|The 2008 Brazilian-Italian film ‘BirdWatchers’ highlights the plight of the Guarani Kaiowá Indians in Brazil.|
© Marie Hippenmeyer/Survival
Brazilian authorities have written to energy giant Shell expressing concern over the activities of its new Brazilian joint-venture partner, which is producing biofuels from land taken from an impoverished Indian tribe.
Last month, Shell signed a $12 billion deal to produce biofuels from sugar cane with Brazilian biofuels giant Cosan. But some of Cosan’s sugar cane is grown on land officially recognized as belonging to Guarani Indians.
A Brazilian prosecutor with constitutional powers to defend indigenous rights in court, has written to Shell warning that its involvement in the joint venture ‘jeopardizes the company’s commitment to biodiversity and sustainability’.
The film ‘Birdwatchers’ brought the Guarani’s plight worldwide attention in 2008, and one of the film’s stars, Ambrosio Vilhalva, is from the community affected by Cosan’s activities.
Speaking of the sugar cane plantations that have swallowed much of his tribe’s lands, Mr Vilhalva said today, ‘The sugar cane plantations are finishing off the Indians. Our lands are getting smaller and smaller. The plantations are killing the Indians.’
Earlier this month, the UN’s top expert on indigenous rights published a report to the UN Human Rights Council in which he says he is ‘deeply concerned about the allegations of violence against the Guarani people and the severe impact that the aggressive policy of governments in the past to sell large tracts of traditional lands to non-indigenous farmers has had on the Guarani communities.’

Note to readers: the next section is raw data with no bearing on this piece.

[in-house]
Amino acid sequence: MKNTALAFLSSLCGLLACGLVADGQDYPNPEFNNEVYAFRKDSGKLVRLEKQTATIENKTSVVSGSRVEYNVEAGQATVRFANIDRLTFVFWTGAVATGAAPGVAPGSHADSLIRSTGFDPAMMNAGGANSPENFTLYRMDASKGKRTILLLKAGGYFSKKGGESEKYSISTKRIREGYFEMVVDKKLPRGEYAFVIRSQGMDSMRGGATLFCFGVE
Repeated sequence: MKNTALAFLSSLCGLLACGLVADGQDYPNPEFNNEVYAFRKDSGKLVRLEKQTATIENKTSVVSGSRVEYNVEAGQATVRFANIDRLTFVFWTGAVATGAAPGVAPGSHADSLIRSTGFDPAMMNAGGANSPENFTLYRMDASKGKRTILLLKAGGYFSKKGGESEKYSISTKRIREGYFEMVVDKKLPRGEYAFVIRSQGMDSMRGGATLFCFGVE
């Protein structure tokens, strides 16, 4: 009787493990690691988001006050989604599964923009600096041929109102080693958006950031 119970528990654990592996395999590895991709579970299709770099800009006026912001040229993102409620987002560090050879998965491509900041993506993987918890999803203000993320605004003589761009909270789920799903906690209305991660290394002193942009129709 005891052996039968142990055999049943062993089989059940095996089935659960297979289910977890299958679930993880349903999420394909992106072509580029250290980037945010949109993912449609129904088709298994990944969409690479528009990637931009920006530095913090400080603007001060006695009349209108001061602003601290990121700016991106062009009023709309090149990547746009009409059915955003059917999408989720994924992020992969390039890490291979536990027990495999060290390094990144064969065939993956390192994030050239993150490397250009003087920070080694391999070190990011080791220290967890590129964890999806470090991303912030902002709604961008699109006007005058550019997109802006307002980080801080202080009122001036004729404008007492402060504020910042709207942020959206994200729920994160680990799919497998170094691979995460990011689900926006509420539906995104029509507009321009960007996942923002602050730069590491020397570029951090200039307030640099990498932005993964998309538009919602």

Almost all Guarani land has already been stolen from them to make way for cattle ranches, soya plantations and sugar cane. The Guarani suffer violent attacks whenever they attempt to return to their ancestral territories. Their leaders are frequently targeted by gunmen and dozens have been assassinated. The tribe has one of the highest suicide rates in the world, and babies are dying from malnutrition because the tribe has no land to cultivate or hunt on.
Survival’s Director, Stephen Corry, said today, ‘Shell is threatening to aggravate what is already one of the most critical situations of all Indian peoples in Brazil. Now the company knows what its Brazilian partner is up to, we hope they won’t want to be implicated in the appalling theft of the Guarani’s land.’
Survival has written to Shell about Cosan’s activities, which clearly breach Shell’s ‘Statement of General Business Principles’.
Read Cosan’s Code of Ethics
Download Survival’s report to the UN on the situation of the Guarani of Mato Grosso do Sul, Brazil